Ballynamire, Co. Carlow: an outline history
Niall C.E.J. O’Brien
The townland of Ballynamire is located in the civil parish of Fennagh, in the barony of Idrone East, County Carlow. The townland measures 38 acres 1 root and 36 perches. It is located on the west side of the road between Fennagh in the south and Hunt’s man crossroads in the north. Ballynamire in Irish is Baile na Maoir and means “Mouth of the Ford of the Stream”.
Tithe Applotment 1826
Under the tithe Applotment records Thomas H. Watson held Ballynamire, then written as Ballinamire. The tithe record gives the area as 24 acres 1 root and 28 perches. The additional 14 acres can be accounted by the fact that pasture land was exempted from paying tithes.
Thomas Henry Watson was the only son of Samuel Watson of Lumclone, County Carlow by his wife Anne, daughter of Samuel Brewster. Lumclone is located on the east side of the same road that Ballynamire is on but a short distance to the south of Ballynamire.
Thomas Henry Watson was born in 1790 and succeeded his father in 1830. In June 1815 Thomas Watson married Anne, only daughter of Daniel Walker of Dublin, and granddaughter of William Walker, twice Lord Mayor of Dublin. Thomas Watson served as a captain in the Carlow Regiment of Militia and died on 7th January 1853, leaving Samuel Henry Watson of Lumclone along with Rev. Thomas Watson, John Watson, Robert Lecky Watson (of Lumclone and Kilconner), Sarah Watson, Annette Watson, Emily Watson, Elizabeth Watson and Anne Watson. His wife Anne Brewster Watson died in 1859.
Ballynamire in 1841
In the 1841 census there were four people living in Ballynamire (two males and two females) in one house.
Ballynamire in 1840-1846
On 13th December 1840 Lawrence Brien and his wife Elizabeth Farrell had their son Daniel Brien baptised in the Dunleckney parish register. This event was witnessed by Edmond Cowley and Bridget Murphy. The Brien family gave their address as Ballenamire. On 13th March 1842 Lawrence Brien and Elizabeth Farrell had their son, Pat Brien, baptised at Dunleckney. They gave their address as Ballinamaire and this was witnessed by Martin Murphy and Mary Lennon. On 25th December 1843 Lawrence Brien and his wife Elizabeth Farrell had their daughter Catherine baptised. They gave their address as Ballynamaire and this was witnessed by James Farrell and Bridget Murphy. On 5th April 1846 Lawrence Brien and Elizabeth Farrell still lived at Ballynamire on the occasion of the baptism of their son, Lawrence. James Dray was a witness to this event.
Ballynamire in 1851
If the family of Lawrence Brien lived in Ballynamire in the 1840s by the 1851 census there should be four males (Lawrence and his 3 sons) and two females (Elizabeth and her daughter). In the 1851 census there were five people living in Ballynamire (one male and four females) in one house. This is at odds with what should be there if the Brien family indeed lived at Ballynamire in the 1840s.
Of course this doesn’t mean that the Brien had left Ballynamire. Without the actual individual census returns it is difficult to know if some of these people on the 1851 census were visitors to the Brien house or servants living in or if some members of the Brien family were absent from the Ballynamire house on the census night.
View westwards over Ballynamire
Griffith’s Valuation, c.1850
By the time of Griffith’s Valuation in the 1850s the Brien family had left Ballynamire. In about 1850 James Jenkinson rented the townland of Ballynamire from Thomas H. Watson. The property contained a dwelling house called a herdman’s house with an outbuilding and the 38 acres of land. The land was worth £29 10s while the buildings were worth 5s. It would seem that James Jenkinson may not always have lived in Ballynamire. Up the road in the village of Ballybrommell he held a house, outbuilding and garden (1 root 15 perches) from Samuel Watson of Lumclone. The house and outbuilding were worth 15s and the garden 5s.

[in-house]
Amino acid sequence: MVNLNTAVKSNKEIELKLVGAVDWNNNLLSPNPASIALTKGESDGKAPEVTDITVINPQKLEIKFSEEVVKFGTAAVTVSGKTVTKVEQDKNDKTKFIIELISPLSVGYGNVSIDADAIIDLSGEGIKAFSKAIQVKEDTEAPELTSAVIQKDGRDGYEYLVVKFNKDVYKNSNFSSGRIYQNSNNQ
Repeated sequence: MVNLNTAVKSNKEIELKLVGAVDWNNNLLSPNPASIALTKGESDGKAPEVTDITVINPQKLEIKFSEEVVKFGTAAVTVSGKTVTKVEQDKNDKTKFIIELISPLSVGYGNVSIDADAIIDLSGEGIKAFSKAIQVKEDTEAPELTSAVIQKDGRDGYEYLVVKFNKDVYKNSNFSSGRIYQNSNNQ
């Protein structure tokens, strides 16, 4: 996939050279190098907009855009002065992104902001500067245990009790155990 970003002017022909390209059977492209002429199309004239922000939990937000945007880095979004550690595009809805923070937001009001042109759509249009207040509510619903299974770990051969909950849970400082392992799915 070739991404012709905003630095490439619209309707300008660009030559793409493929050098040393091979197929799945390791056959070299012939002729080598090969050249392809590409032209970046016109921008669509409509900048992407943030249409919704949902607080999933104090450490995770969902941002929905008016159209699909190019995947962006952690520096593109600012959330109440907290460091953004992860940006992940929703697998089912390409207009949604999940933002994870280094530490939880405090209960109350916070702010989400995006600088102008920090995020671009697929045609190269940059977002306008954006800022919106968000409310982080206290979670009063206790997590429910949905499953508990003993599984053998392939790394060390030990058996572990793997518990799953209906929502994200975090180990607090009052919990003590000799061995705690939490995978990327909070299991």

In 1826 William Jenkinson held land at Ballaghadereen and at Ballydarlon in Fennagh parish. It is not clear what relationship he was to James Jenkinson.
Ballynamire in 1861
In the 1861 census there were eight people living in Ballynamire (five males and three females) in one house.
Ballynamire in 1891
In the 1891 census there were eight people living in Ballynamire but by 1901 they had all gone and the townland had no residents.
Ballynamire in 1911
In the two published census returns of 1901 and 1911 the townland of Ballynamire had no residents. The Poor Law valuation of the land and buildings in 1911 was £29 10s. These buildings must have been farm buildings as there was no dwelling house at Ballynamire by 1911.
It may be possible to find other documents in archive centres in Carlow or Dublin to add to our knowledge of Ballynamire but for the present we are left with what we have. Today (2017), just like in 1901 and 1911, Ballynamire is still uninhabited.
End of post
 http://www.rootsweb.ancestry.com/~irlcar2/Carlow_placenames_01.htm accessed on 6th August 2017
 http://titheapplotmentbooks.nationalarchives.ie/reels/tab//004587442/004587442_00231.pdf accessed on 11th July 2017
 Burke’s Irish Family Records, 1976, pp. 1191, 1192
 http://www.rootsweb.ancestry.com/~irlcar2/Baptism_Dunleckney_29.htm accessed on 6th August 2017
 http://www.rootsweb.ancestry.com/~irlcar2/Baptism_Dunleckney_32.htm accessed on 6th August 2017
 http://www.rootsweb.ancestry.com/~irlcar2/Baptism_Dunleckney_35.htm accessed on 6th August 2017
 http://www.rootsweb.ancestry.com/~irlcar2/Baptism_Dunleckney_38.htm accessed on 6th august 2017
 Griffith’s Valuation, Ballynamire, parish of Fennagh, barony of Idrone East, Carlow
 Griffith’s Valuation, Ballybrommell, parish of Fennagh, barony of Idrone East, Carlow
 http://titheapplotmentbooks.nationalarchives.ie/reels/tab//004587442/004587442_00235.pdf accessed on 11th July 2017